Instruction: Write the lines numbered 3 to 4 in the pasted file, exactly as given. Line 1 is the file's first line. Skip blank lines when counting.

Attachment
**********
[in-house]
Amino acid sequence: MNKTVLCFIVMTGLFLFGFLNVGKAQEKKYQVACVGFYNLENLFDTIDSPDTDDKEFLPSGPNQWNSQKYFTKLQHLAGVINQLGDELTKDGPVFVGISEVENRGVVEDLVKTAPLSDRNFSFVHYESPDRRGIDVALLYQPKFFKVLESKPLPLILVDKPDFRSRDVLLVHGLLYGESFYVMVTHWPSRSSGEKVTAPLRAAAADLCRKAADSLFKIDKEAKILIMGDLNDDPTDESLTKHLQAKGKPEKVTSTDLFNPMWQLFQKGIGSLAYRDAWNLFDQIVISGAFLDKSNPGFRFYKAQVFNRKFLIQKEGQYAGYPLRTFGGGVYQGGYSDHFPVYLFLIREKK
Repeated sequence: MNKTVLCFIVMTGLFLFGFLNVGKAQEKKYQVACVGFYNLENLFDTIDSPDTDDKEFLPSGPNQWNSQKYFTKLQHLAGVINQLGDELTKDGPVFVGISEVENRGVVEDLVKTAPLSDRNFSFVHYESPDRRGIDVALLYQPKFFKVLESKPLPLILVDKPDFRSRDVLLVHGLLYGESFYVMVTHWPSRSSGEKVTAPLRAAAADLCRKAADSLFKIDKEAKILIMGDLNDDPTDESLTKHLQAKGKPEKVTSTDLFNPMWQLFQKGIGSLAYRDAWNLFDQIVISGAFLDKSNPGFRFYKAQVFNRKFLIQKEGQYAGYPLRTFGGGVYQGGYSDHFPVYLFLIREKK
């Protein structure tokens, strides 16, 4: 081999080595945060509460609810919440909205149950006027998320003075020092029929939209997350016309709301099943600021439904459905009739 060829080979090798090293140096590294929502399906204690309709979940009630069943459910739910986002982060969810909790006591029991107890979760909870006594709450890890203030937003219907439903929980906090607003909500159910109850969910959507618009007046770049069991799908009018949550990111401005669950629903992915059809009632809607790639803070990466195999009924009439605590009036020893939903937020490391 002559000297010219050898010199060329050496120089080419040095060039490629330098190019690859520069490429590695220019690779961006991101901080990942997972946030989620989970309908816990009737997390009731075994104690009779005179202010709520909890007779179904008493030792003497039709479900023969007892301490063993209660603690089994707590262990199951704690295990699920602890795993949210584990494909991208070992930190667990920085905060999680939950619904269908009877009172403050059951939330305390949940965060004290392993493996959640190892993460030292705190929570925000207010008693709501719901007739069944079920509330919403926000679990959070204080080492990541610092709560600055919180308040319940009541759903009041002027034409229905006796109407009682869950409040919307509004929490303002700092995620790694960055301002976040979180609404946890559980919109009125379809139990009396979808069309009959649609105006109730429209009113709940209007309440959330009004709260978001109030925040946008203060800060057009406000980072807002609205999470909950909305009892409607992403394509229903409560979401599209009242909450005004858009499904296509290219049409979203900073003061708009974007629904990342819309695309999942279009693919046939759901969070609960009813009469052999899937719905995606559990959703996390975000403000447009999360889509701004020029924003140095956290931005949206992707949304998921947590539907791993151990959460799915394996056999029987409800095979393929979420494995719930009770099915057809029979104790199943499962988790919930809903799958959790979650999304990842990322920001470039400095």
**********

Repeated sequence: MNKTVLCFIVMTGLFLFGFLNVGKAQEKKYQVACVGFYNLENLFDTIDSPDTDDKEFLPSGPNQWNSQKYFTKLQHLAGVINQLGDELTKDGPVFVGISEVENRGVVEDLVKTAPLSDRNFSFVHYESPDRRGIDVALLYQPKFFKVLESKPLPLILVDKPDFRSRDVLLVHGLLYGESFYVMVTHWPSRSSGEKVTAPLRAAAADLCRKAADSLFKIDKEAKILIMGDLNDDPTDESLTKHLQAKGKPEKVTSTDLFNPMWQLFQKGIGSLAYRDAWNLFDQIVISGAFLDKSNPGFRFYKAQVFNRKFLIQKEGQYAGYPLRTFGGGVYQGGYSDHFPVYLFLIREKK
């Protein structure tokens, strides 16, 4: 081999080595945060509460609810919440909205149950006027998320003075020092029929939209997350016309709301099943600021439904459905009739 060829080979090798090293140096590294929502399906204690309709979940009630069943459910739910986002982060969810909790006591029991107890979760909870006594709450890890203030937003219907439903929980906090607003909500159910109850969910959507618009007046770049069991799908009018949550990111401005669950629903992915059809009632809607790639803070990466195999009924009439605590009036020893939903937020490391 002559000297010219050898010199060329050496120089080419040095060039490629330098190019690859520069490429590695220019690779961006991101901080990942997972946030989620989970309908816990009737997390009731075994104690009779005179202010709520909890007779179904008493030792003497039709479900023969007892301490063993209660603690089994707590262990199951704690295990699920602890795993949210584990494909991208070992930190667990920085905060999680939950619904269908009877009172403050059951939330305390949940965060004290392993493996959640190892993460030292705190929570925000207010008693709501719901007739069944079920509330919403926000679990959070204080080492990541610092709560600055919180308040319940009541759903009041002027034409229905006796109407009682869950409040919307509004929490303002700092995620790694960055301002976040979180609404946890559980919109009125379809139990009396979808069309009959649609105006109730429209009113709940209007309440959330009004709260978001109030925040946008203060800060057009406000980072807002609205999470909950909305009892409607992403394509229903409560979401599209009242909450005004858009499904296509290219049409979203900073003061708009974007629904990342819309695309999942279009693919046939759901969070609960009813009469052999899937719905995606559990959703996390975000403000447009999360889509701004020029924003140095956290931005949206992707949304998921947590539907791993151990959460799915394996056999029987409800095979393929979420494995719930009770099915057809029979104790199943499962988790919930809903799958959790979650999304990842990322920001470039400095």